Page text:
Mar 222013 7 Responses

Don’t Seek Conflict, But Do Embrace It

Your greatest opportunity for transformation is found in conflict.

In marriage, at work, with kids, on the ball field, nothing provides an opportunity to learn more about yourself and to grow than moments of great tension.

The problem is that while conflict provides opportunity for change, we miss it because conflict always touches on our deepest wounds.

  • Your momma didn’t hold you enough as a baby—conflict will touch it.
  • Your daddy never told you he loved you—conflict will touch it.
  • The first girl you loved left you heartbroken—conflict will touch it.
  • Don’t feel secure—conflict will touch it.
  • Paranoid—conflict will touch it.

Whatever your deepest wound, conflict will touch it and either threaten pain or actually cause pain. Even the threat causes us to run. We put up our defenses and do everything in our power to protect our hearts.

This habit destroys us.

  • It keeps couples from having meaningful conversations.
  • It prevents businesses from ending bad habits.
  • It causes teams to live with bad chemistry.

Our reaction to conflict causes us to miss the great opportunity which conflict provides. Given a chance to grow, we stay the same because we are afraid.

One of the greatest skills we can posses is the ability to embrace conflict. We shouldn’t seek it. We shouldn’t search for conflict in every situation and force it. That would be insanity. It would be an impossible way to live. Someone looking for a fight will always find one because they will create one. We shouldn’t create conflict, but we should embrace it when it naturally comes our way.

If a person has the ability to embrace conflict, to view it as an opportunity to change, they can grow with a speed which few can match.

Teams improve when they embrace conflict. Marriages grow stronger when they don’t run from tension. Individuals blossom when they learn the lessons which are taught by strife.

There are several ways we can learn to embrace conflict:

Remember, you aren’t perfect. You will make mistakes. You will misunderstand. You will be misunderstood. You will hurt the feelings of others. You will have your feelings hurt. Your lack of perfection guarantees not just the presence of conflict, but the need for it. Without conflict, you might be confused into thinking you are something you are not.

Remember, others aren’t perfect. They will make mistakes. They will misunderstand. They will be misunderstood. They will hurt the feelings of others. They will have their feelings hurt. Their lack of perfection guarantees not just the presence of conflict, but the need for it. Without conflict, you might be confused into thinking they are something they aren’t.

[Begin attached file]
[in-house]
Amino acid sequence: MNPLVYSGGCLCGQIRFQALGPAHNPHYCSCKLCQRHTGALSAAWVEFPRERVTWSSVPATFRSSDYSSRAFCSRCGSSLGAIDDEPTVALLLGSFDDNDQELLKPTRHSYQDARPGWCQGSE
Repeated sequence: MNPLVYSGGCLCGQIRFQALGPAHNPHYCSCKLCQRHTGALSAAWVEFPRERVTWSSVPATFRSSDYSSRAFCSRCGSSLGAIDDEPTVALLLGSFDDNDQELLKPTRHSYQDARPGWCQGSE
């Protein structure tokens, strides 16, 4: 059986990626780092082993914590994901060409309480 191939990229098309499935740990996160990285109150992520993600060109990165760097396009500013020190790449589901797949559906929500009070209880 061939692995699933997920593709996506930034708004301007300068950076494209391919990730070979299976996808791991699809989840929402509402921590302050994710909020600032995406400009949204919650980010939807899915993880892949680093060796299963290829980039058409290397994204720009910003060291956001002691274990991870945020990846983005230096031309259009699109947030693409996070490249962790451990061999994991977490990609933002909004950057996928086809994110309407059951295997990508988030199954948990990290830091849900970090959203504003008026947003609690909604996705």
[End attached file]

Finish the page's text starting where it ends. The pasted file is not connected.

Recognize your default setting. Conflict touches our deepest wounds so it affects each of us differently. We must learn what negative emotions conflict causes within us so that we can recognize them. By recognizing these emotions, we can expect them and prepare for them. If we know what to expect, we can feel the emotion, but not be driven by them. We can experience the emotion, but not dwell on them.

Remember to focus on the problem not the person. Problems are not people. Even if people cause problems, it is one action or attitude and not the whole person. When we focus on the problem and not the person, we can approach conflict without taking it, or making it, personal.

It’s tempting to avoid conflict because we think it will make life better. It might make the moment easier, but avoiding conflict will not lead to a better life. It will lead to a life of paranoia and fear because we will not be able to handle conflict. By learning to embrace it, learn from it, and grow from it, transformation can take place.

 

7 Responses to Don’t Seek Conflict, But Do Embrace It
  1. [...] trying to live life together. Conflict is guaranteed. While we shouldn’t seek it, we should embrac... kevinathompson.com/the-task-of-marriage-conflict-resolution
  2. […] the situation becomes tense. Conflict is a minefield which can do more damage than good. While we s... kevinathompson.com/conflict-lessons-wedding-gone-wrong
  3. […] shouldn’t pick fights, we also shouldn’t duck them when they come our way. One of the be... kevinathompson.com/6-common-mistakes-fighting
  4. kjbrown39 Reply

    Kevin, in 30 years, I don’t think that my husband has once said to me, “Honey, please don’t click that pen/make that noise/chew so loudly/tap on the steering wheel/pick your nose” (you get the picture), but I probably ask him two or three times a day not to do something that annoys me to death. Maybe he is just more fidgety. Maybe I am more sensitive. Regardless, it feels like hen pecking on my part and/or an lack of respect and maturity on his. What is your best advice for taking on this continuous kind of conflict?

  5. […] provides tools for solving conflict (See: Don’t Seek Conflict, But Do Embrace It) […]... kevinathompson.com/marriage-books
  6. […] Their greatest teacher is often conflict. Any relational rub is an opportunity to learn a new skill,... kevinathompson.com/one-thing-determins-marital-success
  7. […] 2. When you have a problem with someone (or they have a problem with you), talk to them about it fac... kevinathompson.com/things-preach-dont-practice

Leave a Reply

Your email address will not be published. Please enter your name, email and a comment.